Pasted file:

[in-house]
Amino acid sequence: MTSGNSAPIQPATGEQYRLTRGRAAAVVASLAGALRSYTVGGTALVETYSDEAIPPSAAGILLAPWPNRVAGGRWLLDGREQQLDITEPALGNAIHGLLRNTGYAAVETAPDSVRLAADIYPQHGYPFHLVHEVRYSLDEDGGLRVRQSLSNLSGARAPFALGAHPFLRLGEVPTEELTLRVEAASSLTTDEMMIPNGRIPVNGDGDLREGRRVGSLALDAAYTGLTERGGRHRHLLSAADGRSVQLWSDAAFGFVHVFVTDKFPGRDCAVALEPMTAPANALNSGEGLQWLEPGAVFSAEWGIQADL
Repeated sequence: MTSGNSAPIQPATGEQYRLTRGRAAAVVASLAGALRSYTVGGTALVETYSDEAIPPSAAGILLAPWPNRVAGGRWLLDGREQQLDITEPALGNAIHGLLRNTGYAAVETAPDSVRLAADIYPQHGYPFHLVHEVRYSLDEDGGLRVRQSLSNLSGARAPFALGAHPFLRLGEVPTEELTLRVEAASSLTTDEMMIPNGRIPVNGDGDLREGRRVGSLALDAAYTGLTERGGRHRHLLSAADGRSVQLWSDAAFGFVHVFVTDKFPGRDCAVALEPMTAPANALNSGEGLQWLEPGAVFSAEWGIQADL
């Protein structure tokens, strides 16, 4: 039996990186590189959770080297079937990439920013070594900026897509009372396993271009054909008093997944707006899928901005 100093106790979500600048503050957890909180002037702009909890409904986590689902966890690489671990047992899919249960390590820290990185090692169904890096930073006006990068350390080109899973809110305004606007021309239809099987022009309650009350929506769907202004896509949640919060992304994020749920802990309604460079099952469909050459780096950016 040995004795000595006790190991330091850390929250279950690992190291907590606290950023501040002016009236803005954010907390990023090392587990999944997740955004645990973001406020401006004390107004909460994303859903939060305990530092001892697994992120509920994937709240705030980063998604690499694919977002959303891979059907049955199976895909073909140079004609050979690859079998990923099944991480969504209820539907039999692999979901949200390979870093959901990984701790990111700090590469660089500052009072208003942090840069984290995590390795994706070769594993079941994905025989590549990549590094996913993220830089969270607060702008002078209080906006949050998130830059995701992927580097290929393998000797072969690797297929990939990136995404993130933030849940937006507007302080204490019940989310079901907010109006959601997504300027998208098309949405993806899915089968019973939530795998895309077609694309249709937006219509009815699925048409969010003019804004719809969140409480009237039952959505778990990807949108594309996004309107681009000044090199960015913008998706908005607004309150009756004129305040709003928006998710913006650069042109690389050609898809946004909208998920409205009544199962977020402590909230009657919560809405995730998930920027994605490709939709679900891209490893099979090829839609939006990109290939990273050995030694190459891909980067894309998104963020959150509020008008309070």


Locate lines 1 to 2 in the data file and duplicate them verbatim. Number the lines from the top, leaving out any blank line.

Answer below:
[in-house]
Amino acid sequence: MTSGNSAPIQPATGEQYRLTRGRAAAVVASLAGALRSYTVGGTALVETYSDEAIPPSAAGILLAPWPNRVAGGRWLLDGREQQLDITEPALGNAIHGLLRNTGYAAVETAPDSVRLAADIYPQHGYPFHLVHEVRYSLDEDGGLRVRQSLSNLSGARAPFALGAHPFLRLGEVPTEELTLRVEAASSLTTDEMMIPNGRIPVNGDGDLREGRRVGSLALDAAYTGLTERGGRHRHLLSAADGRSVQLWSDAAFGFVHVFVTDKFPGRDCAVALEPMTAPANALNSGEGLQWLEPGAVFSAEWGIQADL